But as the population shifts to have more people aged over 65, that’s going to mean that tax rates have to go up at some point to compensate. Once you give this kind of discount, you never get to repeal it, so this increases the burden of tax on the next generation, in order to reward the previous generation. A bad move. Far better would be to use this money to have a blanket reduction in Council Tax, which may only be relatively small, or to prevent council tax rises for a few years. Alternatively, you could of course swap to a local income tax, which (at least to me) seems like a far more sensible solution in the long run (though with its own inherent problems).

A third tax cutting announcement will be made later this week.

You are a little tease, Mr Howard, aren’t you… Are you trying to seduce me?

Conservatives believe that tackling the pensions crisis will be one of the key challenges facing the next Conservative government.

I don’t think I can disagreee with that.

Under Labour, the amount of money people save has fallen by more than a third.

But is that really Labour’s fault? Well, actually, I think it probably is, partially. They’ve helped to create the current economic climate, and so should take responsibility for the bad as well as the good. But that’s just my opinion.

Gordon Brown’s £5 billion a year raid on pension funds and the spread of means-testing have damaged pensions and savings.

I’m not sure they’ve actually damaged pensions and savings per se, but they’ve clearly damaged the image of them. Which, I guess, is effectively damaging the schemes in themselves. I’ll let them get away with that one.

Conservatives believe that the tax system should encourage people to save for the future – not penalise saving.

I don’t think any of the parties beleive differently to this, so the point is somewhat moot.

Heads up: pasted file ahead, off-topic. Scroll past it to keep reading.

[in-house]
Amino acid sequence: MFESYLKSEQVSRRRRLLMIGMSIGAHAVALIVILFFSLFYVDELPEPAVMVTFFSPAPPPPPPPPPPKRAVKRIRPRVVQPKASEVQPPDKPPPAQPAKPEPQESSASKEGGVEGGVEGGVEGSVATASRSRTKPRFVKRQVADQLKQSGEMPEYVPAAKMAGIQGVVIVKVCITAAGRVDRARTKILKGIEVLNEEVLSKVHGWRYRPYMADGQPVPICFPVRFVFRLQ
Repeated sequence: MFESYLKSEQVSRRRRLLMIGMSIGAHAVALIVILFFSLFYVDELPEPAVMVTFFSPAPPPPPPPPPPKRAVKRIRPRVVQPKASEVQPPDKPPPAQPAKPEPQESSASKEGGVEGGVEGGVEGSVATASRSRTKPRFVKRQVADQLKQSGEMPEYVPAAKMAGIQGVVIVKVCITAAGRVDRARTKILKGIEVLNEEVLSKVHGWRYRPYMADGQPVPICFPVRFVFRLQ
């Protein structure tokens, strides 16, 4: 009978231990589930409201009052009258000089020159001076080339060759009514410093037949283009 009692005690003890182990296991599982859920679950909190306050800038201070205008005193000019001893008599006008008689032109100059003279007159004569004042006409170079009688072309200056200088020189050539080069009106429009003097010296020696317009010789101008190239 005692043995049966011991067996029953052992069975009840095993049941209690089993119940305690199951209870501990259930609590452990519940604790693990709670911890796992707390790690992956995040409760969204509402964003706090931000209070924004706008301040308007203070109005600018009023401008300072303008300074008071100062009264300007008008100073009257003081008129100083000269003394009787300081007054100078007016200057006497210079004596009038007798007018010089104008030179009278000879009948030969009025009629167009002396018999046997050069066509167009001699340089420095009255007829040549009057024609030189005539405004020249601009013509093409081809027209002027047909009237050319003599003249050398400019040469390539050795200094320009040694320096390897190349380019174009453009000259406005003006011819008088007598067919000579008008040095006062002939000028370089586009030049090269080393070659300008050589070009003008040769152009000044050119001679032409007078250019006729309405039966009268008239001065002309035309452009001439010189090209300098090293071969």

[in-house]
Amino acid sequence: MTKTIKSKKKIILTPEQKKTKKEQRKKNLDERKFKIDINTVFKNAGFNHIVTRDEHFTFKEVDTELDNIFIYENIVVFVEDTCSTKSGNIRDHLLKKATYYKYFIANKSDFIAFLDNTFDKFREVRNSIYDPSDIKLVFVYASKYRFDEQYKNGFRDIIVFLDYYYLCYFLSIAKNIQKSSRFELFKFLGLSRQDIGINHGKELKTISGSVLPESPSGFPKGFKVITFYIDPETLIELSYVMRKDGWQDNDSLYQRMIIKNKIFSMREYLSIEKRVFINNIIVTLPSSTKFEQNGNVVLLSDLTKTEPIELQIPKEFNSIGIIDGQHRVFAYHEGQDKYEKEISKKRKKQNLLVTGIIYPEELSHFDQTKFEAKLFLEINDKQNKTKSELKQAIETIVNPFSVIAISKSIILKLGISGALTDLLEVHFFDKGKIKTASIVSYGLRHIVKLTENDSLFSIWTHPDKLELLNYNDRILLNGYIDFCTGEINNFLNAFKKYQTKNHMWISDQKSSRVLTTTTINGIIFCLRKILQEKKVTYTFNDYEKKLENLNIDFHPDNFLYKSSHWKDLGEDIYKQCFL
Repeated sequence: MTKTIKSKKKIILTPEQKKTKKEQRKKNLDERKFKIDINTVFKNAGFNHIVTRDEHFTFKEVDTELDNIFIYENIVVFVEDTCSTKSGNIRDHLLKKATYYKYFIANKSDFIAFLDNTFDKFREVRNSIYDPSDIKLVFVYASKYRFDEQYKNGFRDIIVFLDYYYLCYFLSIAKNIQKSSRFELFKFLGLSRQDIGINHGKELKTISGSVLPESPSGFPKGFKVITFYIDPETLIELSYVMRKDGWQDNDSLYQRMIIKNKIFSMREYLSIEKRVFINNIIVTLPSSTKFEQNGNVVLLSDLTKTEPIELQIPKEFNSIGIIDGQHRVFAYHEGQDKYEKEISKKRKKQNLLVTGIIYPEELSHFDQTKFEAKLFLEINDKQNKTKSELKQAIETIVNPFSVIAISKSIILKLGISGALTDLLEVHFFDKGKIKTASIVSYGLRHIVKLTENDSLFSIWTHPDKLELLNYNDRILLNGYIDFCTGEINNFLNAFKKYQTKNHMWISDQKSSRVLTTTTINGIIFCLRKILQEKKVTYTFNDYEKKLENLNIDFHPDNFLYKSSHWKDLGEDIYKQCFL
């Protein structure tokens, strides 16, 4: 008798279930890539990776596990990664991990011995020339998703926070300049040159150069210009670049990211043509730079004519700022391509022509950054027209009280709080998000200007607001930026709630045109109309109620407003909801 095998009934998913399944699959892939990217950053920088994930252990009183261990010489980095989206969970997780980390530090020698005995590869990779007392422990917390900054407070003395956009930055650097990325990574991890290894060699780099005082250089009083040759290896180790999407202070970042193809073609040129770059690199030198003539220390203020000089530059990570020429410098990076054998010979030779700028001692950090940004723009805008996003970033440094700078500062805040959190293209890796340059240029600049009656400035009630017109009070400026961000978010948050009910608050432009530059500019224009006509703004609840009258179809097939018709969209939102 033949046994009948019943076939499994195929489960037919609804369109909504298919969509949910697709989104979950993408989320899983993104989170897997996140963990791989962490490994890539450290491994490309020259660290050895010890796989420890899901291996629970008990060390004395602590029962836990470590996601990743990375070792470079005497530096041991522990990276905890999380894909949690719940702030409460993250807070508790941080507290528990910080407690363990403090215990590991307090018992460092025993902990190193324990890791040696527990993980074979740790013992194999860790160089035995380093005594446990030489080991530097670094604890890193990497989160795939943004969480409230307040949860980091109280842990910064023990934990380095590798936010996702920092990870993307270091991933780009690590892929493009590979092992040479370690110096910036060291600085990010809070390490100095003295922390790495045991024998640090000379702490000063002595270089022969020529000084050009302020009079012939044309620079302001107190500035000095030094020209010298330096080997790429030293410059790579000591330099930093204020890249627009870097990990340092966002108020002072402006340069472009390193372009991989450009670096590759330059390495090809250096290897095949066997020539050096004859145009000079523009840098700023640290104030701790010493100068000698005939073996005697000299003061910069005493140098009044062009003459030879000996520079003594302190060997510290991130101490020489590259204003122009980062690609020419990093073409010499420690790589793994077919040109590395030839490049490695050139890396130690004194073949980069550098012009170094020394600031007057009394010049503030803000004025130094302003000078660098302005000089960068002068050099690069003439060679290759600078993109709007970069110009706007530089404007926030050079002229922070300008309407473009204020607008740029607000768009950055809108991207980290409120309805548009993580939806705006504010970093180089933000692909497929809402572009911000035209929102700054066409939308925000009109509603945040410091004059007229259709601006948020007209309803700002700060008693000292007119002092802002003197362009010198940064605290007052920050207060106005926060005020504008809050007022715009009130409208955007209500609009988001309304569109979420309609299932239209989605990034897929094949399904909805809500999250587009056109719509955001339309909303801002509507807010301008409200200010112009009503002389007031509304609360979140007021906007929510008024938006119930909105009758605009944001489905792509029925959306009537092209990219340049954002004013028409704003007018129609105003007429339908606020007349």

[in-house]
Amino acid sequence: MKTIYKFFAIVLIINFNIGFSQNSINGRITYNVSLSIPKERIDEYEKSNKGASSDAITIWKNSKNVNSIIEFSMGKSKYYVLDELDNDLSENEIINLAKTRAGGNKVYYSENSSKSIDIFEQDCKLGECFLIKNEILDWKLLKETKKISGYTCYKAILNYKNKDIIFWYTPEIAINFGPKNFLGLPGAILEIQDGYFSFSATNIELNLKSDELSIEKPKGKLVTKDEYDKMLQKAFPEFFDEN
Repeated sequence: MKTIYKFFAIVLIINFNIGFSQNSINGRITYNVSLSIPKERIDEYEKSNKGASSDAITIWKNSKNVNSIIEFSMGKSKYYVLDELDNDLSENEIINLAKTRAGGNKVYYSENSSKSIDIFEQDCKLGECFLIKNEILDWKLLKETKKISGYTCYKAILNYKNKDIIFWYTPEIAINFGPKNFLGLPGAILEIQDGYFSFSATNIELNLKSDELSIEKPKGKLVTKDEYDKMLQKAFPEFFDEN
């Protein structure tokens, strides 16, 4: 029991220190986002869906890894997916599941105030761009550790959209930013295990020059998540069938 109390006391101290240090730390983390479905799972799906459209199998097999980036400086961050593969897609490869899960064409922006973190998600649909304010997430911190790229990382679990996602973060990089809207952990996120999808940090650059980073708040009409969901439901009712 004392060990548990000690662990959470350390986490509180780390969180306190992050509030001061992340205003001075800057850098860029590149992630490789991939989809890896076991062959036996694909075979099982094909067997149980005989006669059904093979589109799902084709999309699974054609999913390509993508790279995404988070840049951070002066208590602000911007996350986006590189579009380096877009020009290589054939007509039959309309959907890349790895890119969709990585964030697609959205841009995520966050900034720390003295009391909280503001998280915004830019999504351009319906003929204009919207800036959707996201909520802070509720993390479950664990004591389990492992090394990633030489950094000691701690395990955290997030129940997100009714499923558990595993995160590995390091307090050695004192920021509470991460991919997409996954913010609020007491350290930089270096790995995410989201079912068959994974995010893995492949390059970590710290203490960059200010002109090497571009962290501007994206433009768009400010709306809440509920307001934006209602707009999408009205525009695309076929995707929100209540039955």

For me, the crucial difference between Labour’s (unsolicited) emails and the Conservatives’ (solicited) emails is that Labour’s have, thus far, been doing nothing but ridiculing the Tories. They have not used this, nor any of their other major campaign tools, to announce policies of their own. The Conservatives, on the other hand, have sent out this email to inform me of what they plan to do to improve pensions. Yes, there’s a little bit of Labour-bashing in there, and it’s not all necessarily warranted, but that isn’t the main thrust nor the main point of the email.

Which do we really want running the country? A party which rubbishes everyone else’s proposals whilst doing nothing about telling us its plans, or one (of two) that tries to come up with creative solutions to long-standing problems, and tells people about these? I know which I’d prefer, but at the end of the day, who you vote for is up to you, not me. But since you’re reading this, you’re clearly a voter of the highest calibre, and I’m sure you know what to do. What a wonderful personage you are!

This 518th post was filed under: Election 2005.






More posts worth reading

What I’ve been reading this month (published 6th February 2017)

What I’ve been reading this month (published 31st December 2016)

What I’ve been reading this month (published 30th November 2016)

GCSE results day (published 25th August 2005)

MTAS designer rehired after £1.9m failure (published 14th July 2007)

Pope ‘stable’ in hospital (published 2nd February 2005)

Photo-a-day 325: Big wheel (published 20th November 2012)